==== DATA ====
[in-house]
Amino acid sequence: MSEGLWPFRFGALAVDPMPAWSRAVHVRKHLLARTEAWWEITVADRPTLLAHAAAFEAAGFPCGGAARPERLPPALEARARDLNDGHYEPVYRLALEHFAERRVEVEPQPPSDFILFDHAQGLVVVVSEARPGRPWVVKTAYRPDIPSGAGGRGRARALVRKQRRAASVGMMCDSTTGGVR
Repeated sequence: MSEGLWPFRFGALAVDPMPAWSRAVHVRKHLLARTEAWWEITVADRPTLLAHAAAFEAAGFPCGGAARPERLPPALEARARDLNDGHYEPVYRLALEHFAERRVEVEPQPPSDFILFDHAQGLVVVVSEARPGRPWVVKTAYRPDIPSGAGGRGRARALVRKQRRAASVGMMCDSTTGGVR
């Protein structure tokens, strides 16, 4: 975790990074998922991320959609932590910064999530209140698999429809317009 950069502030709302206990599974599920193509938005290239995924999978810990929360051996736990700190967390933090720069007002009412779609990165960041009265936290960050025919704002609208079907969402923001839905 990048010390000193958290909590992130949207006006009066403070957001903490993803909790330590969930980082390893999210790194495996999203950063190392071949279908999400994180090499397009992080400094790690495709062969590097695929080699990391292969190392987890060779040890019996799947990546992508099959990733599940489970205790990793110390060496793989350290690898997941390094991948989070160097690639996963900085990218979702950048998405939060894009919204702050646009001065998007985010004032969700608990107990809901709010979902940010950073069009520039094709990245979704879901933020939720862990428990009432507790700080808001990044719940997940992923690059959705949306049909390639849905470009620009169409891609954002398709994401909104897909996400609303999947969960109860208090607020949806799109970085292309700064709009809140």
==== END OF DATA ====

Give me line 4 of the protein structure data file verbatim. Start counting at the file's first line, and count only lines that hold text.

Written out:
């Protein structure tokens, strides 16, 4: 975790990074998922991320959609932590910064999530209140698999429809317009 950069502030709302206990599974599920193509938005290239995924999978810990929360051996736990700190967390933090720069007002009412779609990165960041009265936290960050025919704002609208079907969402923001839905 990048010390000193958290909590992130949207006006009066403070957001903490993803909790330590969930980082390893999210790194495996999203950063190392071949279908999400994180090499397009992080400094790690495709062969590097695929080699990391292969190392987890060779040890019996799947990546992508099959990733599940489970205790990793110390060496793989350290690898997941390094991948989070160097690639996963900085990218979702950048998405939060894009919204702050646009001065998007985010004032969700608990107990809901709010979902940010950073069009520039094709990245979704879901933020939720862990428990009432507790700080808001990044719940997940992923690059959705949306049909390639849905470009620009169409891609954002398709994401909104897909996400609303999947969960109860208090607020949806799109970085292309700064709009809140």